Brain Scans

Concussion Myths

Do you think you have to hit your head or black out in order for it to count as a concussion? Is the best thing for you to sit in the quiet dark? Are doing those exercises alone really helping? Read on to find out more about these and other heavily perpetrated myths abut concussions. 

Common Myths About Concussions

Concussions present the same in men and women.

There are several difference in the symptoms and presentation of concussion in men and women.

1. Women experience longer and more severe symptoms than men

- Women can exhibit symptoms three to four weeks later, where typically the males recover 10 to 14 days after. Females may take longer to recover because of neuroanatomical differences in the brain compared with men, as well as females displaying slower nerve signals while males have faster nerve impulses in their brains, which could lead them to have a quicker healing process.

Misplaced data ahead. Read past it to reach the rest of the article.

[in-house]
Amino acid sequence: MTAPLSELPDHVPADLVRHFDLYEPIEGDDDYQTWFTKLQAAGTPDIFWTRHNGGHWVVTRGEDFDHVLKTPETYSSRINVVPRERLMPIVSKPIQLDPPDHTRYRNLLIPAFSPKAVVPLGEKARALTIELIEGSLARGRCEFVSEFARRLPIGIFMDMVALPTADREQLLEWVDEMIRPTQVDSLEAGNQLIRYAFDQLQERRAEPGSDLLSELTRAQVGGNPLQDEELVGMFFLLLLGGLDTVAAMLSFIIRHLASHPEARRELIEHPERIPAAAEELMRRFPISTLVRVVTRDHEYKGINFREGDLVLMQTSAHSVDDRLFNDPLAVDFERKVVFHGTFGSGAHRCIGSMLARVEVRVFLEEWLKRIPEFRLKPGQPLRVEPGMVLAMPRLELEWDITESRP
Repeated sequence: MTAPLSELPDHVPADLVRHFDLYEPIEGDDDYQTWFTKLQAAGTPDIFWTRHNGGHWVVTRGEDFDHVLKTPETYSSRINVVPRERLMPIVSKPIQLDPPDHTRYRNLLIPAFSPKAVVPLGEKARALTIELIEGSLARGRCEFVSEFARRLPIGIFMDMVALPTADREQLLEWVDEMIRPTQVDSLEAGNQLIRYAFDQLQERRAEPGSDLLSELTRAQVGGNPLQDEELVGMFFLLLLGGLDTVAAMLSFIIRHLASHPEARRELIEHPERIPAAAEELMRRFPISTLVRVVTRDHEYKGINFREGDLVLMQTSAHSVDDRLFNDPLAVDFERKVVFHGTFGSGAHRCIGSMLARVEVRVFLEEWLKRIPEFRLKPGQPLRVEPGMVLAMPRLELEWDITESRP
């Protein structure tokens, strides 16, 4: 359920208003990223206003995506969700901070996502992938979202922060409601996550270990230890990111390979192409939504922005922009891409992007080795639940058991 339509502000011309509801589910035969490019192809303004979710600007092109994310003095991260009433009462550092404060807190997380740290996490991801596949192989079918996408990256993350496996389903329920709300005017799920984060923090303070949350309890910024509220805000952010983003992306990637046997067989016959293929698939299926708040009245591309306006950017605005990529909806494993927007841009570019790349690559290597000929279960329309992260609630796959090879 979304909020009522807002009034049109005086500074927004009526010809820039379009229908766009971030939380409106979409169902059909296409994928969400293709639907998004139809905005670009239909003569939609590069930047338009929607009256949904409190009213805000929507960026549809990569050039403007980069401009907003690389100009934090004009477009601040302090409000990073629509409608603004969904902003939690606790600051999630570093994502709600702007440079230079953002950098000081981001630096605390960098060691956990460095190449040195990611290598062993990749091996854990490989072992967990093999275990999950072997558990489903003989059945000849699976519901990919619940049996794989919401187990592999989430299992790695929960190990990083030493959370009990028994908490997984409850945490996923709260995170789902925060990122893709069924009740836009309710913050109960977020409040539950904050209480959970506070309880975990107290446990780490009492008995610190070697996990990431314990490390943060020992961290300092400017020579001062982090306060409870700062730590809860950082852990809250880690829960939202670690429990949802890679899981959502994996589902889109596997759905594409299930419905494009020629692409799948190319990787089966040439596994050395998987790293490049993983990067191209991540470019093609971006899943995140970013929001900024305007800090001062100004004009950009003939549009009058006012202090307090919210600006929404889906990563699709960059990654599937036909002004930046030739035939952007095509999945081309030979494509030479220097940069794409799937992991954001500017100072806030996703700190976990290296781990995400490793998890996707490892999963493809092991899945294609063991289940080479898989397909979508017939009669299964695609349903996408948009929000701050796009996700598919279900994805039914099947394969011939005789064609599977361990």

2. Women sustain more concussions during practice and games than men in similar sports

- Research shows that women in college soccer sustained more concussions during practices and games than men in the same sport. Women could be more at risk of concussions than men because they have a greater “ball-to-head size ratio,” or smaller heads compared with the ball. There’s a greater transmission of forces that are occurring.

3. Less developed shoulder and neck muscles in women may result in more brain injuries

- One study published in the journal Medicine and Science in Sports and Exercise found that female soccer players had a significantly greater “head-neck angular acceleration,” which is a type of biomechanical measure of head impact, and head displacement than male soccer players. Angular acceleration is thought to be damaging to people’s brains and a cause of brain injury.

4. A woman’s hormones may affect her health outcomes immediately following a concussion

- Researchers found that women who were injured during the last two weeks of the menstrual cycle — when progesterone was at its highest (luteal phase) — had worse post-concussion symptoms compared with women injured during the first two weeks — when progesterone was low (follicular phase) — and with those who were taking contraceptive pills.

- since concussions can often damage the pituitary gland (a gland responsible for output of hormones in the body), men can also be affected by hormonal changes further down the line.

5. Women are more likely to report their symptoms than men.